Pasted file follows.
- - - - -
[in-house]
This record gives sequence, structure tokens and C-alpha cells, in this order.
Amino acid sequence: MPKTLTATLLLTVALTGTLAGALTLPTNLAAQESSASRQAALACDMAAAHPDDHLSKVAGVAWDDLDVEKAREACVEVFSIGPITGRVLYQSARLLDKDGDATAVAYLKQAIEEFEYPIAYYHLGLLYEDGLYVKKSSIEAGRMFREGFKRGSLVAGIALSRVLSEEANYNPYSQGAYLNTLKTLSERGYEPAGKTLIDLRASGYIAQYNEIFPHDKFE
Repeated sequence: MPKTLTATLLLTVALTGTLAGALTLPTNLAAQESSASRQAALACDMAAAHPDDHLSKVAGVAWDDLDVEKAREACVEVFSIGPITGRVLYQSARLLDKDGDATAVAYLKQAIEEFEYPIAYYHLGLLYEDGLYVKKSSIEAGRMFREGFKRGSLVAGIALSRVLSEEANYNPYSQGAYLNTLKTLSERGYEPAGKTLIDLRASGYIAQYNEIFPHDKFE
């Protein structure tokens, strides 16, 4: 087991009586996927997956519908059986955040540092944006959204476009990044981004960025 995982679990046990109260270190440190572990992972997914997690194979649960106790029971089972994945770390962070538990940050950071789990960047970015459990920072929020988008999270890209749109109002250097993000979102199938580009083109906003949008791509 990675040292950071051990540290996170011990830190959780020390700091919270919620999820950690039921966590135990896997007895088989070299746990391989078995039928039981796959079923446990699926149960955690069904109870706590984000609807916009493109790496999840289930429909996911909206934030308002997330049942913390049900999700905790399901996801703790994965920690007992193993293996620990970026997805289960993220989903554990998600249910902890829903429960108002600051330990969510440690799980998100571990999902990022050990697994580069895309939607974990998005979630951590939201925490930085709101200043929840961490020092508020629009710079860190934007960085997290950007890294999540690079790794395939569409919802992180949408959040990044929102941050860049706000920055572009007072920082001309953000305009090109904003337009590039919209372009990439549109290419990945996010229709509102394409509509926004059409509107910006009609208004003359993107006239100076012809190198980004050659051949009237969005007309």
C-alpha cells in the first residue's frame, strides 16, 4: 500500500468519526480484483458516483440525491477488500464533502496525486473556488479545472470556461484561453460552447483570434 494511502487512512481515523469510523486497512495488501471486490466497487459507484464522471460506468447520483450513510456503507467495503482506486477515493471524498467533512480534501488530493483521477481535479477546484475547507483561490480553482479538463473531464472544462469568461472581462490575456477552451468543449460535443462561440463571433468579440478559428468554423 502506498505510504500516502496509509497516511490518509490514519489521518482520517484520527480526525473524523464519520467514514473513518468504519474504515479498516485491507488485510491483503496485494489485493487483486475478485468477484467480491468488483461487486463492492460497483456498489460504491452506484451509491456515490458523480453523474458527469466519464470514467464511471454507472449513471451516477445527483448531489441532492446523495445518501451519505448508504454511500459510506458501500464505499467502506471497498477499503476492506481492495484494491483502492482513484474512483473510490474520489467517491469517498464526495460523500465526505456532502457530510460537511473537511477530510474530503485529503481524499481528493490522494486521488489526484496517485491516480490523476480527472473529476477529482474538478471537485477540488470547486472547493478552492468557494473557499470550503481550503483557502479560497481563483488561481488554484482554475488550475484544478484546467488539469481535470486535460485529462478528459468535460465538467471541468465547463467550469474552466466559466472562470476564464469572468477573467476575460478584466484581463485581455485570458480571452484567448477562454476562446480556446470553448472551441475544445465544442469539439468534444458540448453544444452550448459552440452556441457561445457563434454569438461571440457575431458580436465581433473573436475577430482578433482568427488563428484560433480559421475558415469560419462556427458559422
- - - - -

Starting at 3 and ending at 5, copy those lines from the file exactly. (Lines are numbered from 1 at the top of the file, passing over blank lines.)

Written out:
Amino acid sequence: MPKTLTATLLLTVALTGTLAGALTLPTNLAAQESSASRQAALACDMAAAHPDDHLSKVAGVAWDDLDVEKAREACVEVFSIGPITGRVLYQSARLLDKDGDATAVAYLKQAIEEFEYPIAYYHLGLLYEDGLYVKKSSIEAGRMFREGFKRGSLVAGIALSRVLSEEANYNPYSQGAYLNTLKTLSERGYEPAGKTLIDLRASGYIAQYNEIFPHDKFE
Repeated sequence: MPKTLTATLLLTVALTGTLAGALTLPTNLAAQESSASRQAALACDMAAAHPDDHLSKVAGVAWDDLDVEKAREACVEVFSIGPITGRVLYQSARLLDKDGDATAVAYLKQAIEEFEYPIAYYHLGLLYEDGLYVKKSSIEAGRMFREGFKRGSLVAGIALSRVLSEEANYNPYSQGAYLNTLKTLSERGYEPAGKTLIDLRASGYIAQYNEIFPHDKFE
């Protein structure tokens, strides 16, 4: 087991009586996927997956519908059986955040540092944006959204476009990044981004960025 995982679990046990109260270190440190572990992972997914997690194979649960106790029971089972994945770390962070538990940050950071789990960047970015459990920072929020988008999270890209749109109002250097993000979102199938580009083109906003949008791509 990675040292950071051990540290996170011990830190959780020390700091919270919620999820950690039921966590135990896997007895088989070299746990391989078995039928039981796959079923446990699926149960955690069904109870706590984000609807916009493109790496999840289930429909996911909206934030308002997330049942913390049900999700905790399901996801703790994965920690007992193993293996620990970026997805289960993220989903554990998600249910902890829903429960108002600051330990969510440690799980998100571990999902990022050990697994580069895309939607974990998005979630951590939201925490930085709101200043929840961490020092508020629009710079860190934007960085997290950007890294999540690079790794395939569409919802992180949408959040990044929102941050860049706000920055572009007072920082001309953000305009090109904003337009590039919209372009990439549109290419990945996010229709509102394409509509926004059409509107910006009609208004003359993107006239100076012809190198980004050659051949009237969005007309």